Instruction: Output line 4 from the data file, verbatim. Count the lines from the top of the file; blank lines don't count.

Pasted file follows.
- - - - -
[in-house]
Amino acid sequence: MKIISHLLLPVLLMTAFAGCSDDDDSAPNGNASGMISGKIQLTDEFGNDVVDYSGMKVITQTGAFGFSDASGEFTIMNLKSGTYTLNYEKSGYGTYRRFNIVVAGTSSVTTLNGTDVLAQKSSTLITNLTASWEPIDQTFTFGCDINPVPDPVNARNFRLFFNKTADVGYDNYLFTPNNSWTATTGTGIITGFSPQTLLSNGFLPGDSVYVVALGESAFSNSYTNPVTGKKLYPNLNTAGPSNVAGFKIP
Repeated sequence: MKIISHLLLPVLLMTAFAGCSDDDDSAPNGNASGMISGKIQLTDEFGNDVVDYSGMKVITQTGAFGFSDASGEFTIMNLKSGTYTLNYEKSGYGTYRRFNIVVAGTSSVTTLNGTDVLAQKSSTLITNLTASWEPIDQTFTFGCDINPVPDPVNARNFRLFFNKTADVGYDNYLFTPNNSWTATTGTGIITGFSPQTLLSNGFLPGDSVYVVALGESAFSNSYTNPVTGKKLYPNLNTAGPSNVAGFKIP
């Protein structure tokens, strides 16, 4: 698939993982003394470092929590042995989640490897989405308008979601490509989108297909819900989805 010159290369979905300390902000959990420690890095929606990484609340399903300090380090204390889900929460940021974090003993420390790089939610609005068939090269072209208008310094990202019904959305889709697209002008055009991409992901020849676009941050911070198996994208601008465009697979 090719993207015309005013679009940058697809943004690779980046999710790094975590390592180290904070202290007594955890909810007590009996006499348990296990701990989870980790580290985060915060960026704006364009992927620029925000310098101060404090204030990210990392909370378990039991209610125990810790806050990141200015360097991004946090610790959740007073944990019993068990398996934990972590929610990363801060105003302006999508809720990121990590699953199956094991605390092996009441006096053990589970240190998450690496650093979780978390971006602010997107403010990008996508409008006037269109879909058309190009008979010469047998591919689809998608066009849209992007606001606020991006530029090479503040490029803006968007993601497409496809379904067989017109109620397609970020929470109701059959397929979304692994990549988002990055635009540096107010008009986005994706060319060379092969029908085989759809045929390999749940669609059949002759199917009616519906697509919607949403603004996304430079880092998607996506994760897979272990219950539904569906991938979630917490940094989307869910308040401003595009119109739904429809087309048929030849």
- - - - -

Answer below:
């Protein structure tokens, strides 16, 4: 698939993982003394470092929590042995989640490897989405308008979601490509989108297909819900989805 010159290369979905300390902000959990420690890095929606990484609340399903300090380090204390889900929460940021974090003993420390790089939610609005068939090269072209208008310094990202019904959305889709697209002008055009991409992901020849676009941050911070198996994208601008465009697979 090719993207015309005013679009940058697809943004690779980046999710790094975590390592180290904070202290007594955890909810007590009996006499348990296990701990989870980790580290985060915060960026704006364009992927620029925000310098101060404090204030990210990392909370378990039991209610125990810790806050990141200015360097991004946090610790959740007073944990019993068990398996934990972590929610990363801060105003302006999508809720990121990590699953199956094991605390092996009441006096053990589970240190998450690496650093979780978390971006602010997107403010990008996508409008006037269109879909058309190009008979010469047998591919689809998608066009849209992007606001606020991006530029090479503040490029803006968007993601497409496809379904067989017109109620397609970020929470109701059959397929979304692994990549988002990055635009540096107010008009986005994706060319060379092969029908085989759809045929390999749940669609059949002759199917009616519906697509919607949403603004996304430079880092998607996506994760897979272990219950539904569906991938979630917490940094989307869910308040401003595009119109739904429809087309048929030849």